As the U.S edges itself closer towards paying $4 a gallon for fuel, Andrew Leonard, in an essay written for today’s Salon, says that recent reports coming from researchers at U.C. Davis’ Institute of Transportation Studies say that drivers are no longer “adjusting their driving habits in response to the rising cost of fuel”. Information coming from the Department of Energy show that American drivers are driving more.
Leonard wonders why this is the case. The last time prices rose, drivers cut back on the driving they did. Not this time, it appears. He is not wholly convinced the Davis researchers explanations – that more people live in the suburbs and driving farther than they did 20 years ago and increased fuel efficency – fully accounts for this. As far as he can see, the increased fuel efficiency would, to some extent, offset the increase in milage.
He thinks that there has been major psychological shift.
Could this be a case of the oil shock that cried wolf? The oil shocks of the late ’70s coincided with the mainstream debut of the environmental movement. The two phenomena sent messages to the general public that reinforced each other. Conservation: good for the world and good for your pocketbook.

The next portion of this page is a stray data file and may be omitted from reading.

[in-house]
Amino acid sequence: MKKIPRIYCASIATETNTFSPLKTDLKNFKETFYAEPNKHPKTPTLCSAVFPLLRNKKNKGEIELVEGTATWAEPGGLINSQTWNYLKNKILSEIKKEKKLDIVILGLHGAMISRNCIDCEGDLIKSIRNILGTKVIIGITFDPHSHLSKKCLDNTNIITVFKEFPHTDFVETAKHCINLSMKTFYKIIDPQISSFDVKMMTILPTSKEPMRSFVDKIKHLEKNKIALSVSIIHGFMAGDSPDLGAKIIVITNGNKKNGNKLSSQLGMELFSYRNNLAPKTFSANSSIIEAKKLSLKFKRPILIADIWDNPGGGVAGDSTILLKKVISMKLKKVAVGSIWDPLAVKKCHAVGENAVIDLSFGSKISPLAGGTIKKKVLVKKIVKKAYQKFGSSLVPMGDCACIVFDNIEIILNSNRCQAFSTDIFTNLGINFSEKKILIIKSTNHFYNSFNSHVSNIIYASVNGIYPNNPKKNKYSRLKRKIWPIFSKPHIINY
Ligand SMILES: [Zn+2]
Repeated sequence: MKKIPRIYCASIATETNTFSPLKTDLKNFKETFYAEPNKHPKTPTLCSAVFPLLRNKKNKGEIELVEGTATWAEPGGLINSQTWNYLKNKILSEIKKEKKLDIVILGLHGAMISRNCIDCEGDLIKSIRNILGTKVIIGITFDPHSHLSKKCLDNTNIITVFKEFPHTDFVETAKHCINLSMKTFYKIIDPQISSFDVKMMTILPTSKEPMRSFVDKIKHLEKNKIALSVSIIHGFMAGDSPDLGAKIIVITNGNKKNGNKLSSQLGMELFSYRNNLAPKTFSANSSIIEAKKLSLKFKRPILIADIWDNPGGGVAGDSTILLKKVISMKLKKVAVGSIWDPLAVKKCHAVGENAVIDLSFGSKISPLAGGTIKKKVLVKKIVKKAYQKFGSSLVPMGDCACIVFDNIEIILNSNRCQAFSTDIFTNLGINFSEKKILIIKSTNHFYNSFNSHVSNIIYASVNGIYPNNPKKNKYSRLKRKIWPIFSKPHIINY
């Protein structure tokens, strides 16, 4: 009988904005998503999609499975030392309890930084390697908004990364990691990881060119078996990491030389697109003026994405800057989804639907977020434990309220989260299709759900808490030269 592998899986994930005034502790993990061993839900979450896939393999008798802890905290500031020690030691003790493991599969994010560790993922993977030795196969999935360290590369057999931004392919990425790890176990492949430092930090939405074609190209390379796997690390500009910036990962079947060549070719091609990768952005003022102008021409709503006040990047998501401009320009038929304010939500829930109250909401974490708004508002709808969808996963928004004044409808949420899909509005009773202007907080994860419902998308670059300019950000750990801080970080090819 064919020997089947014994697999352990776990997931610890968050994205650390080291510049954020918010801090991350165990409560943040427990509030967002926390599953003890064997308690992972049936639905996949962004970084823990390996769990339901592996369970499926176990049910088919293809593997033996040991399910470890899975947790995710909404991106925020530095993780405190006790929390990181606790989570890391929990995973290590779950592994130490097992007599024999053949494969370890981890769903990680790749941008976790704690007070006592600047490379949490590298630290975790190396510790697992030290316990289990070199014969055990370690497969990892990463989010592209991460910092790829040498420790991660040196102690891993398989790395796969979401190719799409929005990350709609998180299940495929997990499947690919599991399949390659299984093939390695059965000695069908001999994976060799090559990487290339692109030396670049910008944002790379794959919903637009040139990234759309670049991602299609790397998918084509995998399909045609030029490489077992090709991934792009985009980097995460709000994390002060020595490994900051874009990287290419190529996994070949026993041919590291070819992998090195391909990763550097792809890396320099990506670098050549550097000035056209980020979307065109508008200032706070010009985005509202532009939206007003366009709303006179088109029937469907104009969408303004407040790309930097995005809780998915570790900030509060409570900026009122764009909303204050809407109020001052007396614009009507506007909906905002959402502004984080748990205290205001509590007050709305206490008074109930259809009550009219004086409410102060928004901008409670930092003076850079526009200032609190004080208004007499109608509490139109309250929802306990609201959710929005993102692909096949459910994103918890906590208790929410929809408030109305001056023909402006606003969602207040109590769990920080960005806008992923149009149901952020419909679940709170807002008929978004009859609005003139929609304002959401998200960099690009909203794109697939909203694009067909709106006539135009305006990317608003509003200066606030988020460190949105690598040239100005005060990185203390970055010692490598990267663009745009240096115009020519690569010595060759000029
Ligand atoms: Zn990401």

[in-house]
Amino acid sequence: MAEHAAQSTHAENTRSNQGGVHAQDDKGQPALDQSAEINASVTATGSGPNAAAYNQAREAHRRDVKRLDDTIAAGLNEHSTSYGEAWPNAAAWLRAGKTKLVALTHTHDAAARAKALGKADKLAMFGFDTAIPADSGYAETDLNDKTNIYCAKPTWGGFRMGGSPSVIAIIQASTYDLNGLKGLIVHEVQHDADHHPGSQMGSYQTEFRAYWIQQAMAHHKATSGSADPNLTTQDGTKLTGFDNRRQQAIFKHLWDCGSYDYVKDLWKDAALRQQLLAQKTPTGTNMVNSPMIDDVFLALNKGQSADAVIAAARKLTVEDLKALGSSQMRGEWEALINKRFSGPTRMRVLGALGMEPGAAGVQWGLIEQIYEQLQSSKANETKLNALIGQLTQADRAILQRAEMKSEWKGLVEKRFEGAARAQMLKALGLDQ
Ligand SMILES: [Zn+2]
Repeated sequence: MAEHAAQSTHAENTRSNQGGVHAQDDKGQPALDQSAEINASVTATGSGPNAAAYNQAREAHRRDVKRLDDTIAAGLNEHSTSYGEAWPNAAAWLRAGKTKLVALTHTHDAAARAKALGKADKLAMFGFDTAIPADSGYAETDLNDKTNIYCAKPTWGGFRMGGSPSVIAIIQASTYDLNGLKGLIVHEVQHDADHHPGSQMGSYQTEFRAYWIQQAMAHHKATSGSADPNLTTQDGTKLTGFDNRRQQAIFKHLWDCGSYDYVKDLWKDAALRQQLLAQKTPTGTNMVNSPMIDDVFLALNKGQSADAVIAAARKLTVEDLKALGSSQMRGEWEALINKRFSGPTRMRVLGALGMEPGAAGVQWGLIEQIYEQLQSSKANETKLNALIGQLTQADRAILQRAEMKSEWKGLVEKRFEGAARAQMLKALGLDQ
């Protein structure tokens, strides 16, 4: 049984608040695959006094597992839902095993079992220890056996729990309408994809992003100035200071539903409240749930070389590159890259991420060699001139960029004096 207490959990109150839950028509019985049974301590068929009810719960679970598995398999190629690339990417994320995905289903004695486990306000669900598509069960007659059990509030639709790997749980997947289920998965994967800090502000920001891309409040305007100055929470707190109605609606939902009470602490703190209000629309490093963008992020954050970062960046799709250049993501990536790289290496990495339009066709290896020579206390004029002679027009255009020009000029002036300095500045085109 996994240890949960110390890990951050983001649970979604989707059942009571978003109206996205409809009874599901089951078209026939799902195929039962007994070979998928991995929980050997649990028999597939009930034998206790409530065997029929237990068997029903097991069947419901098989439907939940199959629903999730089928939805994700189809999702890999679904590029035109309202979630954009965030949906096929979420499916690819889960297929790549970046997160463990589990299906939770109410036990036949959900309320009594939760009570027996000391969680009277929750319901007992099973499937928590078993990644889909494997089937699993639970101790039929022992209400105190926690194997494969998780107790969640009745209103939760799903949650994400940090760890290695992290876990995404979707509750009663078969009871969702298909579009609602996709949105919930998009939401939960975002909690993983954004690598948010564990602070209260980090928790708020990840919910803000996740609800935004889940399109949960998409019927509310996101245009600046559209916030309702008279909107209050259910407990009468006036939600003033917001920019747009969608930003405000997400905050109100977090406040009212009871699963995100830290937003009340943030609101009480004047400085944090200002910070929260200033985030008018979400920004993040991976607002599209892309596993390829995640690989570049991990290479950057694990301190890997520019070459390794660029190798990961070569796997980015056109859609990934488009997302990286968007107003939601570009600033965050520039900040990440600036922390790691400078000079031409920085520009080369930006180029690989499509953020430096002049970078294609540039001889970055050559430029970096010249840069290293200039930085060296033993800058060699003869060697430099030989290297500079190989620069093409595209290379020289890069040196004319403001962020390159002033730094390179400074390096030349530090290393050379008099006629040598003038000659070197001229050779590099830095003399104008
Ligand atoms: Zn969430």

But what happened next? Oil companies desperate to break the stranglehold of OPEC spent billions of dollars developing new sources of supply and the price of a barrel of crude went on a sustained decline. At the same time, the environmental movement quickly became a toxic political football. The messages sent by these phenomena reinforced an entirely different conclusion. First, there was no real reason to worry about fossil fuel shortages, since the magic of the price mechanism would fix any such problem, just as it did in the 1980s; and second, conservation was something only business-hating hippie left-wingers cared about. What a relief! Not only is buying an F350 a sound investment, but patriotic, also!
Now that, it seems to me, is a pretty plausable explanation of what’s happening and why it’s happening.